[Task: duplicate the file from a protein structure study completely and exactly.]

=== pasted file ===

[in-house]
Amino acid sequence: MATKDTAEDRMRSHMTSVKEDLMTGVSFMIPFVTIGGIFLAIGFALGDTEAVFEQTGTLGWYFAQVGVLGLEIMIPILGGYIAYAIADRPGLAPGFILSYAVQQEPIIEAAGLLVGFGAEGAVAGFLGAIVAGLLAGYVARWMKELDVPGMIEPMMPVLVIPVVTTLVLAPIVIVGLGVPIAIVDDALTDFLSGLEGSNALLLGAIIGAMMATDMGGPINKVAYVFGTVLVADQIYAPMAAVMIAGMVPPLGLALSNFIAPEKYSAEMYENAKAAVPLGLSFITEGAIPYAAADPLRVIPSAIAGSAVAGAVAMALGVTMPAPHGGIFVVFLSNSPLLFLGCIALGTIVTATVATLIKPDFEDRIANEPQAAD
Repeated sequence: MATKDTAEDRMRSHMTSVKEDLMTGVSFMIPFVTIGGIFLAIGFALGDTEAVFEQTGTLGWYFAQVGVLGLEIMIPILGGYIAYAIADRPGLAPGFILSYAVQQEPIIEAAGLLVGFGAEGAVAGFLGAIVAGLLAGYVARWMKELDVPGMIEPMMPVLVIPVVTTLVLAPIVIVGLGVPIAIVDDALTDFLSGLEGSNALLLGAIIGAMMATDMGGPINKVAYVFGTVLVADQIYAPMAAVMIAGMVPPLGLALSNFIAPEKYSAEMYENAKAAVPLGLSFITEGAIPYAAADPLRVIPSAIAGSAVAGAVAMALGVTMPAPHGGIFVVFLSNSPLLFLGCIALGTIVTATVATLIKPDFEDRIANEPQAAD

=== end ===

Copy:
[in-house]
Amino acid sequence: MATKDTAEDRMRSHMTSVKEDLMTGVSFMIPFVTIGGIFLAIGFALGDTEAVFEQTGTLGWYFAQVGVLGLEIMIPILGGYIAYAIADRPGLAPGFILSYAVQQEPIIEAAGLLVGFGAEGAVAGFLGAIVAGLLAGYVARWMKELDVPGMIEPMMPVLVIPVVTTLVLAPIVIVGLGVPIAIVDDALTDFLSGLEGSNALLLGAIIGAMMATDMGGPINKVAYVFGTVLVADQIYAPMAAVMIAGMVPPLGLALSNFIAPEKYSAEMYENAKAAVPLGLSFITEGAIPYAAADPLRVIPSAIAGSAVAGAVAMALGVTMPAPHGGIFVVFLSNSPLLFLGCIALGTIVTATVATLIKPDFEDRIANEPQAAD
Repeated sequence: MATKDTAEDRMRSHMTSVKEDLMTGVSFMIPFVTIGGIFLAIGFALGDTEAVFEQTGTLGWYFAQVGVLGLEIMIPILGGYIAYAIADRPGLAPGFILSYAVQQEPIIEAAGLLVGFGAEGAVAGFLGAIVAGLLAGYVARWMKELDVPGMIEPMMPVLVIPVVTTLVLAPIVIVGLGVPIAIVDDALTDFLSGLEGSNALLLGAIIGAMMATDMGGPINKVAYVFGTVLVADQIYAPMAAVMIAGMVPPLGLALSNFIAPEKYSAEMYENAKAAVPLGLSFITEGAIPYAAADPLRVIPSAIAGSAVAGAVAMALGVTMPAPHGGIFVVFLSNSPLLFLGCIALGTIVTATVATLIKPDFEDRIANEPQAAD